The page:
Two other things were also raised. One was an email from the Divisional manager for Victim Support. She had written to me after the election because they were rolling out a presentation across schools and it was something she wanted me to help with as I already worked with schools in Surrey for our Magistrates in the Community scheme. My bench chairman felt it was inappropriate that this lady wanted to develop the connection we had made during the course of the campaign. I explained that I did not know this lady beforehand, we had met twice formally during the campaign and I would not see her again in the course of any court room duties. In any event if someone is known the magistrate would recuse themselves from taking any part in proceedings.

Second was a tweet I posted some weeks after the election when our Surrey PCC, Kevin Hurley, appointed his deputy. Mr Hurley is a former policeman and so is his deputy. I do hold a view that police policing the police is not what was envisaged in setting up the office of Police and Crime Commissioner – you only have to look at recent big headline stories to know that introspection has not served the public well. My tweet was simply a signpost to the announcement followed by ”another ex- policeman just what we need?” It was a question to stimulate debate on social media.

On both of these things the panel did not explain, though I asked repeatedly, in what way I might be biased in performing any court room duties. Magistrates have no dealings with Victim Support and neither the PCC nor his deputy have powers to direct arrests or how any investigation is conducted and therefore are not instrumental in matters being judged in court. However the panel did talk about the perception of bias and given the famous quote “perception is reality” how can one fight a perception that cannot be explained ergo guilty until proven innocent.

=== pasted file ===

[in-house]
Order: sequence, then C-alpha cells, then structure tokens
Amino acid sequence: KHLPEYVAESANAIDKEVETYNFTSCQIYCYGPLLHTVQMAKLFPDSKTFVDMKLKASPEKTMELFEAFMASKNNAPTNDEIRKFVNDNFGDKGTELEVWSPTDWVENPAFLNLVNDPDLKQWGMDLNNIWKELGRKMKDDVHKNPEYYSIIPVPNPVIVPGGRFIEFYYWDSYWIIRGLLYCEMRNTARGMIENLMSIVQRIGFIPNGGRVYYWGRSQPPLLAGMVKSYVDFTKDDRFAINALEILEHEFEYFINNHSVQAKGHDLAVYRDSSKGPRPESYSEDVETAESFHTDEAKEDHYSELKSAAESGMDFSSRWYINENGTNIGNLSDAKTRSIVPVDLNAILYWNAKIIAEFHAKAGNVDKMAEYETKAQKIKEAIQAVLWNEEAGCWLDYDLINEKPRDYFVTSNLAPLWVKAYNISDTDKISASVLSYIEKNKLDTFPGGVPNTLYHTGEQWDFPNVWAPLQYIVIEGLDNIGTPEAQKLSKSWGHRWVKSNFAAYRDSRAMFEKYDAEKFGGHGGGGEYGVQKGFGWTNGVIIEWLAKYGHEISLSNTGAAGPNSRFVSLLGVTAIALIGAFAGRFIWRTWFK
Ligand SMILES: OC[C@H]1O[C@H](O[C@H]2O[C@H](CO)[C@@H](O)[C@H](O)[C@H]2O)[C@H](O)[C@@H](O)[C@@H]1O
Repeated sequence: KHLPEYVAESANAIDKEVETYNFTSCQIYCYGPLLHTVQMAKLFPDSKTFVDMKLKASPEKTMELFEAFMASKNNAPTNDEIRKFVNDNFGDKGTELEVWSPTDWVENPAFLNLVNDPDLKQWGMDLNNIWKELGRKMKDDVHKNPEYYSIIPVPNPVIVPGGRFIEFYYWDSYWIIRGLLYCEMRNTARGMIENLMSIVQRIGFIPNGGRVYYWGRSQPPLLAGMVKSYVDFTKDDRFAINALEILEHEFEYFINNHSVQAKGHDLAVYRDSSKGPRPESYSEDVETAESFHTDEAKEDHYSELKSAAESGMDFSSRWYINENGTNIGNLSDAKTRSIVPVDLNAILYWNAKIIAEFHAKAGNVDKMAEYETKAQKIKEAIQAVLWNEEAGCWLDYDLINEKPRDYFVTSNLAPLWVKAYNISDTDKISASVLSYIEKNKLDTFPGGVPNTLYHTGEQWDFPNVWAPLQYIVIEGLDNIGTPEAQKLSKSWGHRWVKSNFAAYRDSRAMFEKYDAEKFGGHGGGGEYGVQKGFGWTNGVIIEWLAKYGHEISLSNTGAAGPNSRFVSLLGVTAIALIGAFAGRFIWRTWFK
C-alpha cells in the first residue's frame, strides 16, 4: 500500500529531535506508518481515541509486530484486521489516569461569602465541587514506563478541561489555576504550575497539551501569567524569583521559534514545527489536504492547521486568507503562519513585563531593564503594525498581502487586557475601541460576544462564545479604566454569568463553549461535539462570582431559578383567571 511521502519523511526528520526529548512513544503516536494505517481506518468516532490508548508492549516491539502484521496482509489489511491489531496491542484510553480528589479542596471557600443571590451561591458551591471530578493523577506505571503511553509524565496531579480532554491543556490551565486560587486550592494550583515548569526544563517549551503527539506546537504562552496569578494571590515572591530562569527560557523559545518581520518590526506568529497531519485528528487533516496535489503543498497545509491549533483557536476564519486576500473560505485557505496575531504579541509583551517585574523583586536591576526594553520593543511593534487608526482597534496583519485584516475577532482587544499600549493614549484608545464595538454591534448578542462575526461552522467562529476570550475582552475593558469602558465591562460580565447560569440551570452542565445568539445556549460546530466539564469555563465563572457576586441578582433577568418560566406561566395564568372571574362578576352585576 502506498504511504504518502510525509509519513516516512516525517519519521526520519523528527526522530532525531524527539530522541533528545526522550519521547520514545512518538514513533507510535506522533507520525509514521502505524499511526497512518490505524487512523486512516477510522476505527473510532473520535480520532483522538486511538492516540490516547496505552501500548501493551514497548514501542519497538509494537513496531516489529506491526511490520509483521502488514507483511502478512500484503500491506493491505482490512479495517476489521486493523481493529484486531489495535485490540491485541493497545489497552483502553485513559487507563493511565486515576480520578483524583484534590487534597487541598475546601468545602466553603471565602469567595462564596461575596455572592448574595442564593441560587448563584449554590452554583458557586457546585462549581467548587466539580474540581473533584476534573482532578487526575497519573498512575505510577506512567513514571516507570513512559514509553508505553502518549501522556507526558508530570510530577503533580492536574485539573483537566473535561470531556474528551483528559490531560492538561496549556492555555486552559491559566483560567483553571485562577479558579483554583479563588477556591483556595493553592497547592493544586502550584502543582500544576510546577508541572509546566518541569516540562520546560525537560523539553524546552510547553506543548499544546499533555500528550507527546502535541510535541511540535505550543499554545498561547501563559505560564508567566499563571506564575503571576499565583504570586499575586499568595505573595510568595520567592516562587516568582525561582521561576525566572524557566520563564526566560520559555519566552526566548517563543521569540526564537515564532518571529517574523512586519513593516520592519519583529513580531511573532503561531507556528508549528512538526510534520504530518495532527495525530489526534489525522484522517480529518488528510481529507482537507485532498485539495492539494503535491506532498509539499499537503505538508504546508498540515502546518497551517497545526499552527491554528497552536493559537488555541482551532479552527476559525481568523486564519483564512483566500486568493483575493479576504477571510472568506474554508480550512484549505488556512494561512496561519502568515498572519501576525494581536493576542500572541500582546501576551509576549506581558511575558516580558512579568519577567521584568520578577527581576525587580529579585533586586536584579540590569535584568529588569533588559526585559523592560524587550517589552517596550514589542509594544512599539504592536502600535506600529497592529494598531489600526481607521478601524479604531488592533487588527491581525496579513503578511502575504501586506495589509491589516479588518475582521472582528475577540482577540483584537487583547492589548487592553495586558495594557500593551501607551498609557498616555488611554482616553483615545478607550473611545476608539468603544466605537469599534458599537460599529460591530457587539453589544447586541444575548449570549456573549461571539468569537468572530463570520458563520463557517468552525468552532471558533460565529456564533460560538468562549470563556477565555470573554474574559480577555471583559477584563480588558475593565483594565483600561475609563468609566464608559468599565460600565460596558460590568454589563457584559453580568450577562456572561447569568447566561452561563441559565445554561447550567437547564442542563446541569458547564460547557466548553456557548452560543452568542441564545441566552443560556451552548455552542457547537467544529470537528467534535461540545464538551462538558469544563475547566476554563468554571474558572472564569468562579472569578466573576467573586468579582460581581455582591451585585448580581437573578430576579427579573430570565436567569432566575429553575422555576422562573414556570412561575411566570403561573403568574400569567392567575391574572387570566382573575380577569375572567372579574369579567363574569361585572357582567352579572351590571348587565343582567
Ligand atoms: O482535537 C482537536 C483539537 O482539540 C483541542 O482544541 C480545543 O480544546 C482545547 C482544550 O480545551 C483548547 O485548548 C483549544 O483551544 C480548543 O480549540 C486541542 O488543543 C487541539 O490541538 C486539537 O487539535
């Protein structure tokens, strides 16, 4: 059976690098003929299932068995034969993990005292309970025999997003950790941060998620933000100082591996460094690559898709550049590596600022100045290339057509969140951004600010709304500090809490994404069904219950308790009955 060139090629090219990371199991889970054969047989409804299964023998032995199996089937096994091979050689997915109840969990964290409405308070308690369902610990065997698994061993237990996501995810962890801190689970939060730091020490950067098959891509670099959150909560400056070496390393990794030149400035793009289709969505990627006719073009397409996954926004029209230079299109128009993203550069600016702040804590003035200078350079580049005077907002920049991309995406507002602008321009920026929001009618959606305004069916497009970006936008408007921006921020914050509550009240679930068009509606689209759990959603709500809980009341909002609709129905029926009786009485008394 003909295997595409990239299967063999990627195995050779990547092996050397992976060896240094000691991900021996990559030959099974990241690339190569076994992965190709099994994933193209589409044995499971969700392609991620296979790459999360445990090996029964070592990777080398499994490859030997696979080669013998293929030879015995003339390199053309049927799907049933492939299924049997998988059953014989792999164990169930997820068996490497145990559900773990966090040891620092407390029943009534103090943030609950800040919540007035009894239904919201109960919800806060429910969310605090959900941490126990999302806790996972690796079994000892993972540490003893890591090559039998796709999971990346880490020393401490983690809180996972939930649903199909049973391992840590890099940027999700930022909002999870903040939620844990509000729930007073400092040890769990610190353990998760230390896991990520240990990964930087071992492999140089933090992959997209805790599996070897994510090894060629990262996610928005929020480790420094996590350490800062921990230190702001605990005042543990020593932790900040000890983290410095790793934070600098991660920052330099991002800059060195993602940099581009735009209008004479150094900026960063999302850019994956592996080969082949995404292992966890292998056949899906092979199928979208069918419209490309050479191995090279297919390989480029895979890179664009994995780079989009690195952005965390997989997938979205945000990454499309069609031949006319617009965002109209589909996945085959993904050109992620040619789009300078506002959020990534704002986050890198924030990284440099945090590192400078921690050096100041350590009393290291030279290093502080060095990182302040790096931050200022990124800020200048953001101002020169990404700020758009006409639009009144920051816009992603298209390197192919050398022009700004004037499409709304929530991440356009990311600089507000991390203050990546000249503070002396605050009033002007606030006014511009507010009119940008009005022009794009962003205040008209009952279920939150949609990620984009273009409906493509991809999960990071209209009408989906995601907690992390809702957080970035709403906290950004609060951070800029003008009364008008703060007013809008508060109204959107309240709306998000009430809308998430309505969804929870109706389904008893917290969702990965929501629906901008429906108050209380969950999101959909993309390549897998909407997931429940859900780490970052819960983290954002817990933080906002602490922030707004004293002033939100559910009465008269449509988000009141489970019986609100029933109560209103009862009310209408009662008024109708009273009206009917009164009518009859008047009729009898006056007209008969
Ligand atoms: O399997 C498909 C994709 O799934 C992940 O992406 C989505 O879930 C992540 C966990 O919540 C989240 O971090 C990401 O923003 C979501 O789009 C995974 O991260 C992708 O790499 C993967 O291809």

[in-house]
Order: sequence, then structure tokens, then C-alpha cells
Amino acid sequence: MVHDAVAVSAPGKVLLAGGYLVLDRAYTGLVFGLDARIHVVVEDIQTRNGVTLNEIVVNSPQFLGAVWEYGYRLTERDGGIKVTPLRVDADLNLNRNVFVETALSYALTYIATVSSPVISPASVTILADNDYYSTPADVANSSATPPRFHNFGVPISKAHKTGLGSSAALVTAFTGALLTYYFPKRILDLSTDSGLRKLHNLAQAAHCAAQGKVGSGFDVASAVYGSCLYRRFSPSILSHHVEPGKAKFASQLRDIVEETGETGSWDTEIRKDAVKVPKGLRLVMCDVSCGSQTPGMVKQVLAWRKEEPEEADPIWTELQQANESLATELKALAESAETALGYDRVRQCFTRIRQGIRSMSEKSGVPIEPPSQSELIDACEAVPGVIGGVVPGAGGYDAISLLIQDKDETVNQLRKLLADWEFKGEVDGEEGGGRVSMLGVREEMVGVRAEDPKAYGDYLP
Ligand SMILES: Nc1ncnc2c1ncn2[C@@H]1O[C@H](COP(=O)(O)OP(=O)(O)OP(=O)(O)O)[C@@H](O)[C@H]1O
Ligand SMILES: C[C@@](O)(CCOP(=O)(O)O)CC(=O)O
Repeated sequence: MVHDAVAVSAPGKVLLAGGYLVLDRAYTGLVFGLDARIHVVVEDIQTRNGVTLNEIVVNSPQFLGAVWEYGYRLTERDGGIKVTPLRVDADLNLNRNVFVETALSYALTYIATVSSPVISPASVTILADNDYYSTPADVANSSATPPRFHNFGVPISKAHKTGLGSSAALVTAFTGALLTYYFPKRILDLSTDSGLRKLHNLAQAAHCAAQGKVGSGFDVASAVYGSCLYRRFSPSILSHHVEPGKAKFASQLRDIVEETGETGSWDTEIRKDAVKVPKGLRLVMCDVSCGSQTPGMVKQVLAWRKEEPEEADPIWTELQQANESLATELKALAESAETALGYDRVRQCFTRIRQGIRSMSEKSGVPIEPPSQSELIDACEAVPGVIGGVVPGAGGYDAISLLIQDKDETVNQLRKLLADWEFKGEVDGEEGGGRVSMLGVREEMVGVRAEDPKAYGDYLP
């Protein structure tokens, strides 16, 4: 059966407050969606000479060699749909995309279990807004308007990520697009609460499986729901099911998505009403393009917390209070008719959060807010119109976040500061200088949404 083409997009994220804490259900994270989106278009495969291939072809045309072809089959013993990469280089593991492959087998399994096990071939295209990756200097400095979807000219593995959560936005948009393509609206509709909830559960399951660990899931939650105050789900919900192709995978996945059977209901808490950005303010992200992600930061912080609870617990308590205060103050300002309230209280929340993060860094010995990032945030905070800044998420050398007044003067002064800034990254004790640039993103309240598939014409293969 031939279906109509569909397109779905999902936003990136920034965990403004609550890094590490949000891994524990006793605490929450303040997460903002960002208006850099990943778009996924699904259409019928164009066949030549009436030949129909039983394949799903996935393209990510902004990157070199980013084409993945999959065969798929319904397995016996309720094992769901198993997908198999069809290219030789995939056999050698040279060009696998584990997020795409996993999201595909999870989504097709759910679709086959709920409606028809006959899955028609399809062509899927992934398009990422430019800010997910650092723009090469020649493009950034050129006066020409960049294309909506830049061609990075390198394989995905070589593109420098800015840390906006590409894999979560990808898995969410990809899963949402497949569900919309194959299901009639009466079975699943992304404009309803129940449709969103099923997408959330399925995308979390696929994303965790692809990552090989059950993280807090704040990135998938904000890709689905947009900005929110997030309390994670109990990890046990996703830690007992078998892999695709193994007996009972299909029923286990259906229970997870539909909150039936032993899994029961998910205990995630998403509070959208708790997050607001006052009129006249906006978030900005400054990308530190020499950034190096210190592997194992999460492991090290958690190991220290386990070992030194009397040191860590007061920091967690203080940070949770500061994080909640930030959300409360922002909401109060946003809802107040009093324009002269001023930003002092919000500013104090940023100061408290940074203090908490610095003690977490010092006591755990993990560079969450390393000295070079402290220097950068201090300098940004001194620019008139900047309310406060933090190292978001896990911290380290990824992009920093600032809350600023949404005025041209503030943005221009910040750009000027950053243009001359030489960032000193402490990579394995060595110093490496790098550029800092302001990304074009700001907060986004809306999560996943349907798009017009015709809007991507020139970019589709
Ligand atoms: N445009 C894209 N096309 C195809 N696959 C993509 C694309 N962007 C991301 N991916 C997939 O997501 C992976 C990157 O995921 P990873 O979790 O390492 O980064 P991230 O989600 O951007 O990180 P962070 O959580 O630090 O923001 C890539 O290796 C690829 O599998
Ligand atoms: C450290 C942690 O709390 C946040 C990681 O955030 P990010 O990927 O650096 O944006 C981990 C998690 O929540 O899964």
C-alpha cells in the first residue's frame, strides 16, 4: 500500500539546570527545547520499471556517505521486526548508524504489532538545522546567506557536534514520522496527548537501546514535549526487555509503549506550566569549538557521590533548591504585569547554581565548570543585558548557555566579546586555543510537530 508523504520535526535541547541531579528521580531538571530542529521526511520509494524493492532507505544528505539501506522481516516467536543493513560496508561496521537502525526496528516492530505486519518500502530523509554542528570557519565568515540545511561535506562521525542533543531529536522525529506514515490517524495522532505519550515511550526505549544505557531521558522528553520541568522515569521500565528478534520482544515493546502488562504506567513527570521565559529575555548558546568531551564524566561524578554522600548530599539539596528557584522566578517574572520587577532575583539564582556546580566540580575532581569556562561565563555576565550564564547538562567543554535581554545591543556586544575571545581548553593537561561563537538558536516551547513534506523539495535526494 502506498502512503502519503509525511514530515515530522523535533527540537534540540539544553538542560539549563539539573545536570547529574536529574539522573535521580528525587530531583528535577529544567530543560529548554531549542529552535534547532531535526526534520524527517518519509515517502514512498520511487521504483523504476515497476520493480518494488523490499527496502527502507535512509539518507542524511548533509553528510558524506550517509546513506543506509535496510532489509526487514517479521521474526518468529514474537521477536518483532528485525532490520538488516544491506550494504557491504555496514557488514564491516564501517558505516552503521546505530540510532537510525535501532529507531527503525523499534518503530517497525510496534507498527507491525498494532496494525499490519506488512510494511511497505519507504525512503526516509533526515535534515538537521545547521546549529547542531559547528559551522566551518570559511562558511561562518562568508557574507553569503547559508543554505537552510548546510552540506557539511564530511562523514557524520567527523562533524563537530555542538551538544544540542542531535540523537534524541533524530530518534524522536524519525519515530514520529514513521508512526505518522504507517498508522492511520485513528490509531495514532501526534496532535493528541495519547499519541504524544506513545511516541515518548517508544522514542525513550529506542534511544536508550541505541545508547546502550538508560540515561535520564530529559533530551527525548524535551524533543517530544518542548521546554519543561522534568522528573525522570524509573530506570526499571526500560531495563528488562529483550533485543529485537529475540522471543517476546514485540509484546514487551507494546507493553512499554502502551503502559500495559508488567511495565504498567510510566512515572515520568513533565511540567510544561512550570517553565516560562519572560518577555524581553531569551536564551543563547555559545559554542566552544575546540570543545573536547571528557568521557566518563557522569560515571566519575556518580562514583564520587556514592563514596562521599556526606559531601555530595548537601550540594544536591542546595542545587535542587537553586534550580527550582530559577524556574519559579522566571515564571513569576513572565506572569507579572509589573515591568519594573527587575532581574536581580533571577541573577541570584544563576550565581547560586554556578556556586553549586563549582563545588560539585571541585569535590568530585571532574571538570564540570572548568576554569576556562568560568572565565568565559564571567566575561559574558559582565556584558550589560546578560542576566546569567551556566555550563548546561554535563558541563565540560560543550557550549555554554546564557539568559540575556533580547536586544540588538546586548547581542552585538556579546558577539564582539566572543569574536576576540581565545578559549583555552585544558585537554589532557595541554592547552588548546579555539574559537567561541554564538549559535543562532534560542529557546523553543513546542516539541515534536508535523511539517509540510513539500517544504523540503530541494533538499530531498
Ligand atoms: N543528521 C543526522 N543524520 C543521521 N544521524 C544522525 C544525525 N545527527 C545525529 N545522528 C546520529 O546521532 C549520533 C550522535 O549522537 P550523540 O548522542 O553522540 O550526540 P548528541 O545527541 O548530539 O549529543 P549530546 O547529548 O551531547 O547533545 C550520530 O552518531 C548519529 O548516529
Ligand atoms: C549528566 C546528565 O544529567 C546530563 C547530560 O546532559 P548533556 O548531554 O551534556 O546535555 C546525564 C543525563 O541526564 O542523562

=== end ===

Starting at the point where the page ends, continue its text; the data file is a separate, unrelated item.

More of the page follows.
In spite of my resignation the panel have still reported their recommendations to the Office of Judicial Complaints, namely that I would require formal advice before returning to the bench. As I am not returning I can at least save the Lord Chancellor from troubling himself with this.

I am capable of independent thought, I have freedom of speech in this country and I’m not prepared to give up all outside interests in order to carry on being a J.P.

This whole sorry process sums up the spread of the nanny state and the removal of local justice. None of the people on the panel knew me much less had sat with me in court to form any opinion as to my impartiality. It’s a poor return on the investment that the court service have made in my training and development and the input that I have given back to this voluntary service. It seems that the senior judiciary are uncomfortable with the role of the PCC but if magistrates are to hold them at arms’ length we will never have a joined up approach to keeping the Queens peace, accepting community responsibility for our safety and preserving law and order.